On the Joys of Coworking

You exit the visa office eager to start you first day of work. You take the phone out of your pocket, open the browser and search for a coworking space. You scroll past "Coworking: the future of work" and "Reimagining work for the 21st century" until you come upon a promising link: a coworking space in your neighborhood. You click the link. The screen is blank, you are loading 8 megabytes of custom fonts. While you wait for the text, you stare at the image slowly filling up the screen. You are reminded of your childhood and the crackling of a DSL modem until a sweaty stranger bumps into you, breaking your reverie. The image is loaded—it's a photo of a brick wall.


You wipe the sweat from your forehead and start to scroll, scanning the text in that bottom third of your screen unobstructed by the sticky header. The scrolling is laggy due to a smooth-scroll JavaScript plugin. You search for the only pieces of information you care about: prices and opening hours. You skim the first paragraph that talks about "building a community of like-minded individuals". You skim the second paragraph that talks about "fostering an environment of collaboration”. You reach the bottom of the page where you are asked to book a tour of the space. No opening hours. No prices. You are furious.

You decide to walk there in hopes of convincing them to take your money. Luckily, the place is nearby and ten minutes later you are standing at their front door. You open the door and step inside. The tables have been moved to the side of the room, a dozen people are sitting in the middle watching a presentation. Nobody is working. You look at the projector screen. The title is "5 Principles of Leadership in a Digital World". You stand there in angry resignation until you are approached by a girl in a dress, drinking wine from a plastic cup. She says hi. You wonder if she works here. You ask her "do you work here?". She says yes. You tell her that you were hoping to work here today. She tells you to book a tour of the space. You don’t need a tour of the space. You need an electrical outlet. You consider asking her to let you sit on the floor next to an electrical outlet, but decide against it. You tell her something polite and leave.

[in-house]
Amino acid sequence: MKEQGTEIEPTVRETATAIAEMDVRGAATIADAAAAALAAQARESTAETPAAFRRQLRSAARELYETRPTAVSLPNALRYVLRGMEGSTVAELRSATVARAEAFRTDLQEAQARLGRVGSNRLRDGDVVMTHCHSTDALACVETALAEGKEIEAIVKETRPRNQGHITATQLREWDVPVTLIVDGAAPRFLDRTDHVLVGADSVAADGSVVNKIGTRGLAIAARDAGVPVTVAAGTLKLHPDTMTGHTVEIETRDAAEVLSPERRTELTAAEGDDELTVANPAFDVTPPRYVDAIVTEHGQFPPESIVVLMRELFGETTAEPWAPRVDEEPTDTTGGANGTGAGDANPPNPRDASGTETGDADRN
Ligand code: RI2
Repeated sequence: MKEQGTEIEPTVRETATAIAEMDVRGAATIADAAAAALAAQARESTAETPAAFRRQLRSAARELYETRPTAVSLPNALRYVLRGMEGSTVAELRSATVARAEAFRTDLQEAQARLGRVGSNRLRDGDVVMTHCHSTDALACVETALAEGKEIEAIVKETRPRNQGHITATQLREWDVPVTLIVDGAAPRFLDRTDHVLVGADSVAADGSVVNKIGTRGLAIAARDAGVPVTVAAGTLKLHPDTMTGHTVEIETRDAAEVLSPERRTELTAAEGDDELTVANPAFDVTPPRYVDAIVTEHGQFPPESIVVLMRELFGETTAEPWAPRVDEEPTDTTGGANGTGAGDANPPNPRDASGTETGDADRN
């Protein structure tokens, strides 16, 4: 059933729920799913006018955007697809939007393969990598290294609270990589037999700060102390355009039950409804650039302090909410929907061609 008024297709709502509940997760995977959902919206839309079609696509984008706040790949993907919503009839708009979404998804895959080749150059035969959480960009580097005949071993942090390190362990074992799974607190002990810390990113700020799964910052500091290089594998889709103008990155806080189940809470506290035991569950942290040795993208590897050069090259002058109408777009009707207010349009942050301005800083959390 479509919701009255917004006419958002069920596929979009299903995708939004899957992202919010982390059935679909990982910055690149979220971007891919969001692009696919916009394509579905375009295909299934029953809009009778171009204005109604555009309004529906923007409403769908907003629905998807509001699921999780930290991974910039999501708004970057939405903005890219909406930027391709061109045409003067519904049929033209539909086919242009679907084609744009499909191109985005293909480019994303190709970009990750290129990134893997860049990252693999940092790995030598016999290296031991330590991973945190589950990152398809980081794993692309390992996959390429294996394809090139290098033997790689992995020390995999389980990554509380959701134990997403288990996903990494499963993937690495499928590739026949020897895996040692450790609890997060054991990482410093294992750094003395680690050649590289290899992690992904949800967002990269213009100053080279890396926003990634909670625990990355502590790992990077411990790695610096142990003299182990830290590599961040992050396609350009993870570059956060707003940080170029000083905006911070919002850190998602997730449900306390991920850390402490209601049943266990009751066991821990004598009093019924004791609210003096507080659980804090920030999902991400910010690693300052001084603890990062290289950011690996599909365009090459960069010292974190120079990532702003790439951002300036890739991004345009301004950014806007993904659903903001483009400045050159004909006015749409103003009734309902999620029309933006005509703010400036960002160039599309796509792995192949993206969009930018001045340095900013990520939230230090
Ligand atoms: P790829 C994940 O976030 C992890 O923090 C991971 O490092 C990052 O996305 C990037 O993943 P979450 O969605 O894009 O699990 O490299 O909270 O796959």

You take the phone out of your pocket, open Google Maps and search for "starbucks". Luckily, the place is nearby and ten minutes later you are standing at the counter. You take out your wallet with shaky overcaffeinated fingers. You order a hot chocolate. You sit down at your little round table, resting your tired legs. You take a sip of your hot chocolate; it burns your tongue, going down like a mixture of sand and sugar suspended in boiling water. You cough and take out your laptop. You cannot work. You open up your word processor and begin writing a blog post.

"What is coworking?" you write, "Coworking is a service that rents the use of an electrical outlet and a wifi connection." You close the word processor with a faint sense of vindication.